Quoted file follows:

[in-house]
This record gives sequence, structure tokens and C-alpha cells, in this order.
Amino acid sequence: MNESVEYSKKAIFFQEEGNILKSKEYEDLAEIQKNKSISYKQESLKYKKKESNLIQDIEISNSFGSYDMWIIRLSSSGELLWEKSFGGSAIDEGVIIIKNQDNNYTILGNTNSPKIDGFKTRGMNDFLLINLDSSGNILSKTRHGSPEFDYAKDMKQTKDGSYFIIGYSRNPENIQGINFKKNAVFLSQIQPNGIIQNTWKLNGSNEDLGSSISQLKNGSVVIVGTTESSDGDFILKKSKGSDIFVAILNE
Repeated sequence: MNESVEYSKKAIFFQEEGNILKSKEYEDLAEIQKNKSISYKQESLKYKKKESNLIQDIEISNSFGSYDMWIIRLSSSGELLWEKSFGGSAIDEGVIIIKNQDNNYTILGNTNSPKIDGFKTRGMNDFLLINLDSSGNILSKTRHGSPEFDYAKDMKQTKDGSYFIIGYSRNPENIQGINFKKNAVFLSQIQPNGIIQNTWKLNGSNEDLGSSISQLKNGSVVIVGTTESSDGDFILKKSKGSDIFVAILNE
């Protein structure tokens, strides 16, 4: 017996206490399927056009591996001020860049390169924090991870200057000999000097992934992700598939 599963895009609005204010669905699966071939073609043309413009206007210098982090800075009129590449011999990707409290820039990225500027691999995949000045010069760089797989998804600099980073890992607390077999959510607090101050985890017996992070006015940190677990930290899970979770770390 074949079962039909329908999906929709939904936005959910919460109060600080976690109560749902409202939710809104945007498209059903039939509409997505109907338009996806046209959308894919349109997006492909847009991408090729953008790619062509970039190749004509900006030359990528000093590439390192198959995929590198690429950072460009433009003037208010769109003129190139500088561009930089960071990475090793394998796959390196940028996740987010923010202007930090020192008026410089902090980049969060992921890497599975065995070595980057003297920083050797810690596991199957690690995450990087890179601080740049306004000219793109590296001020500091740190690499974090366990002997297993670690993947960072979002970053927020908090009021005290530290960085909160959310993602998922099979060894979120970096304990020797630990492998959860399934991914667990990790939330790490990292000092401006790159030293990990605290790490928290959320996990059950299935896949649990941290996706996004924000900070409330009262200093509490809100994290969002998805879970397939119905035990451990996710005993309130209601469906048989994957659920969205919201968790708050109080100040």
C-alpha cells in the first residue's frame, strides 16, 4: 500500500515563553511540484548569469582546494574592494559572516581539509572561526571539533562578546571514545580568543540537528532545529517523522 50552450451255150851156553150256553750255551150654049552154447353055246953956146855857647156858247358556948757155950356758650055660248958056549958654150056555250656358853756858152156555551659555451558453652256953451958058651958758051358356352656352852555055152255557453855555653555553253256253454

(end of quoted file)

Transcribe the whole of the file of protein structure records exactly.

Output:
[in-house]
This record gives sequence, structure tokens and C-alpha cells, in this order.
Amino acid sequence: MNESVEYSKKAIFFQEEGNILKSKEYEDLAEIQKNKSISYKQESLKYKKKESNLIQDIEISNSFGSYDMWIIRLSSSGELLWEKSFGGSAIDEGVIIIKNQDNNYTILGNTNSPKIDGFKTRGMNDFLLINLDSSGNILSKTRHGSPEFDYAKDMKQTKDGSYFIIGYSRNPENIQGINFKKNAVFLSQIQPNGIIQNTWKLNGSNEDLGSSISQLKNGSVVIVGTTESSDGDFILKKSKGSDIFVAILNE
Repeated sequence: MNESVEYSKKAIFFQEEGNILKSKEYEDLAEIQKNKSISYKQESLKYKKKESNLIQDIEISNSFGSYDMWIIRLSSSGELLWEKSFGGSAIDEGVIIIKNQDNNYTILGNTNSPKIDGFKTRGMNDFLLINLDSSGNILSKTRHGSPEFDYAKDMKQTKDGSYFIIGYSRNPENIQGINFKKNAVFLSQIQPNGIIQNTWKLNGSNEDLGSSISQLKNGSVVIVGTTESSDGDFILKKSKGSDIFVAILNE
């Protein structure tokens, strides 16, 4: 017996206490399927056009591996001020860049390169924090991870200057000999000097992934992700598939 599963895009609005204010669905699966071939073609043309413009206007210098982090800075009129590449011999990707409290820039990225500027691999995949000045010069760089797989998804600099980073890992607390077999959510607090101050985890017996992070006015940190677990930290899970979770770390 074949079962039909329908999906929709939904936005959910919460109060600080976690109560749902409202939710809104945007498209059903039939509409997505109907338009996806046209959308894919349109997006492909847009991408090729953008790619062509970039190749004509900006030359990528000093590439390192198959995929590198690429950072460009433009003037208010769109003129190139500088561009930089960071990475090793394998796959390196940028996740987010923010202007930090020192008026410089902090980049969060992921890497599975065995070595980057003297920083050797810690596991199957690690995450990087890179601080740049306004000219793109590296001020500091740190690499974090366990002997297993670690993947960072979002970053927020908090009021005290530290960085909160959310993602998922099979060894979120970096304990020797630990492998959860399934991914667990990790939330790490990292000092401006790159030293990990605290790490928290959320996990059950299935896949649990941290996706996004924000900070409330009262200093509490809100994290969002998805879970397939119905035990451990996710005993309130209601469906048989994957659920969205919201968790708050109080100040």
C-alpha cells in the first residue's frame, strides 16, 4: 500500500515563553511540484548569469582546494574592494559572516581539509572561526571539533562578546571514545580568543540537528532545529517523522 50552450451255150851156553150256553750255551150654049552154447353055246953956146855857647156858247358556948757155950356758650055660248958056549958654150056555250656358853756858152156555551659555451558453652256953451958058651958758051358356352656352852555055152255557453855555653555553253256253454